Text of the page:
An introduction to evidence-based approaches to strengthen your confidence and competence in effectively working with suicide risk in teens
Join us on Friday, December 9, with Dr. David A Brent for: Treating Depressed and Suicidal Teens
1. Review methods for assessing risk factors for suicide and imminent suicidality in teens.
2. Discuss evidence-based approaches to suicide prevention and intervention, including Chain Analysis, Safety Plans, and Treatment Plans.
About Dr. David A Brent:
David Brent is a child and adolescent psychiatrist trained who has worked as a researcher in the area of adolescent suicide for four decades at the University of Pittsburgh, where he is a Distinguished Professor and holds an Endowed Chair in Suicide Studies. His work has focused on the ascertainment of risk factors for adolescent suicide and the translation of those findings into interventions to reduce suicidal risk. In collaboration with many others, he helped to identify the role of mood disorders, substance, and firearms as risk factors for adolescent suicide and has delineated some mechanisms by which suicidal behavior is transmitted in families. He has helped to develop and test novel methods for the assessment of suicidal risk through such diverse methods as adaptive screening, neural correlates of suicidal thinking, and machine learning of health records. David has also helped to develop and test psychotherapeutic approaches to depressed and suicidal youth, including a brief, app-supported intervention to reduce suicidal risk in high-risk adolescents.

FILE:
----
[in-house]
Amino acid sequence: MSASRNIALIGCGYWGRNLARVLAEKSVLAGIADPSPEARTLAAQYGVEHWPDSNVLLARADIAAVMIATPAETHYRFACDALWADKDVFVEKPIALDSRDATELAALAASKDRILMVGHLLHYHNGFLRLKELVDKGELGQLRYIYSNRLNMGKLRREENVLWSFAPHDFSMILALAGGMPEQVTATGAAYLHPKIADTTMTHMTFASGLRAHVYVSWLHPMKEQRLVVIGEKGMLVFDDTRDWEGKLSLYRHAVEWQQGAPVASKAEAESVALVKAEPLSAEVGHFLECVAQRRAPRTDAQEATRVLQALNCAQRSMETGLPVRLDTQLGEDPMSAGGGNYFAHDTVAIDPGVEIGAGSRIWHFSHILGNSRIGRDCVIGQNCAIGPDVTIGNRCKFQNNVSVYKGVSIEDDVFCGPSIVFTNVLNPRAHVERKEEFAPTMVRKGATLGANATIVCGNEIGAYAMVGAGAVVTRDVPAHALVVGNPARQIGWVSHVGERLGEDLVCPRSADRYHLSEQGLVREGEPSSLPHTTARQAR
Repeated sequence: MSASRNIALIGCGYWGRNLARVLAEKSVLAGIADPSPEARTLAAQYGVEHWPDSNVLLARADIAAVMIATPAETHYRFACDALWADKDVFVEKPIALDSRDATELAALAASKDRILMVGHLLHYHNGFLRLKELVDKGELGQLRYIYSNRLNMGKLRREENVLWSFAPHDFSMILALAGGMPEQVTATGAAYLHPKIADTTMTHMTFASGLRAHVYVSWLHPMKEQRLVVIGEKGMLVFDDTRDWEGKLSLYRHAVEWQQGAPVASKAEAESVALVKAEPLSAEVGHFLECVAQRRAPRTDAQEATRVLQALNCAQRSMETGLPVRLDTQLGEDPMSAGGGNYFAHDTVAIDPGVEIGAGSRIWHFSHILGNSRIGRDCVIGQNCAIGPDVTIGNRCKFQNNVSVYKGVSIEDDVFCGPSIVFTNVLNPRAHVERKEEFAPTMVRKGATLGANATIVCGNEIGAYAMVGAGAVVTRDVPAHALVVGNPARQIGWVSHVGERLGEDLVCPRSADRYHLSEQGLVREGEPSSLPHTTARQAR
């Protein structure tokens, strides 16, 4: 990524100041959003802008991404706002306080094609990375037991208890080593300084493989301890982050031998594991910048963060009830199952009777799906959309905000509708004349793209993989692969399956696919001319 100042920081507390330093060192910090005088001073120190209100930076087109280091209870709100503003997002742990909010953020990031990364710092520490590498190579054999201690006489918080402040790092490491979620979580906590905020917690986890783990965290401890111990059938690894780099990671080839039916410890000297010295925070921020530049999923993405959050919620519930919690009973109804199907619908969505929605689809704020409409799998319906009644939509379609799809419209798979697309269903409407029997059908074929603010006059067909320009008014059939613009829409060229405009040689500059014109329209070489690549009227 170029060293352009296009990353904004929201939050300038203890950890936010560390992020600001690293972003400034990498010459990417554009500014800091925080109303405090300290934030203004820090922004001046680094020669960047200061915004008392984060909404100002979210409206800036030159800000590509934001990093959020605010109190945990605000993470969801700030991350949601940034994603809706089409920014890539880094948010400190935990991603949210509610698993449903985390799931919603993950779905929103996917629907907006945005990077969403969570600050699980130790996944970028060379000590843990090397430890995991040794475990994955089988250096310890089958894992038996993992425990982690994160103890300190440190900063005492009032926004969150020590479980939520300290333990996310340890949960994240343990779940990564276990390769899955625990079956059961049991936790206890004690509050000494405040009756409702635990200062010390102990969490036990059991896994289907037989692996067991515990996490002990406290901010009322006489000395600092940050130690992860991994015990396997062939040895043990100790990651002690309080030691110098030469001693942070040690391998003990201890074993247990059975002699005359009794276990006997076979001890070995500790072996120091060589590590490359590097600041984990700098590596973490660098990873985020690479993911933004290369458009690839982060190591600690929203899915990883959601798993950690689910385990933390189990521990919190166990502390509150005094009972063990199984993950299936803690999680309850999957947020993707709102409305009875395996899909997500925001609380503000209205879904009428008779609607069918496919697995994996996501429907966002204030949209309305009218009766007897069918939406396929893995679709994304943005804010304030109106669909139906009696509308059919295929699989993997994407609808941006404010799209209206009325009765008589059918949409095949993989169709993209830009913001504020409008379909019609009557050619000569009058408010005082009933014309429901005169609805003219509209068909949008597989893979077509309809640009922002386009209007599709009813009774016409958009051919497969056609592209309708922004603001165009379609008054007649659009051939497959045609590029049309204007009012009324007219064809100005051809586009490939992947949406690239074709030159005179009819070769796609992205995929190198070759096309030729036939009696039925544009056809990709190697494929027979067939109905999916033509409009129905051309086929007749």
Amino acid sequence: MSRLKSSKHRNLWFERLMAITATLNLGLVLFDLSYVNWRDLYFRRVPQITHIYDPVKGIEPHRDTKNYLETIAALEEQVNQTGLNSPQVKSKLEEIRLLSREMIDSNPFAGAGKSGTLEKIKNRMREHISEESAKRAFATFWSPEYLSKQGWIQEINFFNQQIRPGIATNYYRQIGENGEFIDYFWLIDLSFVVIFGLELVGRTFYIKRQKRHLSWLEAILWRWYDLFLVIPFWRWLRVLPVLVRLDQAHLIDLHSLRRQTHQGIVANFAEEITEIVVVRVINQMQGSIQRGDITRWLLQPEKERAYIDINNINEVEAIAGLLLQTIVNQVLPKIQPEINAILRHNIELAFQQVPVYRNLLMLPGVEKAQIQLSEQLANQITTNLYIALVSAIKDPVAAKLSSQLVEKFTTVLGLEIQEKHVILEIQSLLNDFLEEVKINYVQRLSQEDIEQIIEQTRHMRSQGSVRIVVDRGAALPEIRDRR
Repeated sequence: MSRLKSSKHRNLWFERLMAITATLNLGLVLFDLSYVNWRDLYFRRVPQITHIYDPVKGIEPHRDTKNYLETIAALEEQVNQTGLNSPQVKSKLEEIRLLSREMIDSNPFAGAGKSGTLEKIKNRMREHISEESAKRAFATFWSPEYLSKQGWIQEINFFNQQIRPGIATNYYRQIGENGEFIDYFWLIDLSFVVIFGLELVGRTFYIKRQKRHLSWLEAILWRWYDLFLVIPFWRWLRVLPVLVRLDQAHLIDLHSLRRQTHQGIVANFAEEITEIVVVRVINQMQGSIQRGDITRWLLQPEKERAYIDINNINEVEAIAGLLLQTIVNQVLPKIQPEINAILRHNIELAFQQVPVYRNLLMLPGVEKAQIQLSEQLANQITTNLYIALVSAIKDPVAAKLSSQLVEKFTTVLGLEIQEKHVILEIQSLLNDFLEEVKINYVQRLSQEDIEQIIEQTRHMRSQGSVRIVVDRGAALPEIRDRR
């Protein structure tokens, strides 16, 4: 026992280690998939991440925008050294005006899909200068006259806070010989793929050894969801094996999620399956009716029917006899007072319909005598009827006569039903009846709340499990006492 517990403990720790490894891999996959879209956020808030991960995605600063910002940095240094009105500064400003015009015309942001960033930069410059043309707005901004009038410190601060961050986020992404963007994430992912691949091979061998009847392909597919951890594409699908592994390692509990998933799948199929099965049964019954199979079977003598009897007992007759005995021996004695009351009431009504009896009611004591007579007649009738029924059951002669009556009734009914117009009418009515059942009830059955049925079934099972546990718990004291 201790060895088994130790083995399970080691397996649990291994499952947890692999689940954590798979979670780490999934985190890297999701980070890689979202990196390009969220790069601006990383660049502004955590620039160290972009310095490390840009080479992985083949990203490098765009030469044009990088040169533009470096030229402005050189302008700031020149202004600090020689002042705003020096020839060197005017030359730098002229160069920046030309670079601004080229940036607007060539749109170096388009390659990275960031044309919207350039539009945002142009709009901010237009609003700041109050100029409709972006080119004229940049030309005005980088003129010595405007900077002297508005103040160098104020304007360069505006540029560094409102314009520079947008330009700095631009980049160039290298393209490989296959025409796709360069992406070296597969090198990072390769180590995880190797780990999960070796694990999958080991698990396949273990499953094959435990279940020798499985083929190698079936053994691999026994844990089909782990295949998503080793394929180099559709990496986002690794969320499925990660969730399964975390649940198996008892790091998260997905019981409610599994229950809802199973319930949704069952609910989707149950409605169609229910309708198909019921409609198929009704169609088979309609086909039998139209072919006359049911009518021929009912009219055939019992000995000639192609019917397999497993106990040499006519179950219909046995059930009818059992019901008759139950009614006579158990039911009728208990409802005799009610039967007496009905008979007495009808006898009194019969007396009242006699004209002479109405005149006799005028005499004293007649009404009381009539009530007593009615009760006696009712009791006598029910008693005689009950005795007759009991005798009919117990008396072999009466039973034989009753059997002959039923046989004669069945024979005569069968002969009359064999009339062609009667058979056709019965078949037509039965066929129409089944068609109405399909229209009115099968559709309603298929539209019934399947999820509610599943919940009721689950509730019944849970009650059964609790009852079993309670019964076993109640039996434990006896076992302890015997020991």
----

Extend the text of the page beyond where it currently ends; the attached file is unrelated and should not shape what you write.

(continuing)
David currently leads an NIMH-funded Center, which is a collaboration with over 30 other colleagues, with the goals of enhancing the capacity of pediatric primary care to detect, triage, and manage depressed and suicidal youth, and training a diverse, national cohort of early career scientists focused on youth suicide. He co-founded and has led a clinical program, Services for Teens at Risk, that has treated over 7000 suicidal adolescents and young adults. David led an NIMH-funded research training grant for 3 decades and has helped to train many highly successful researchers and academic leaders.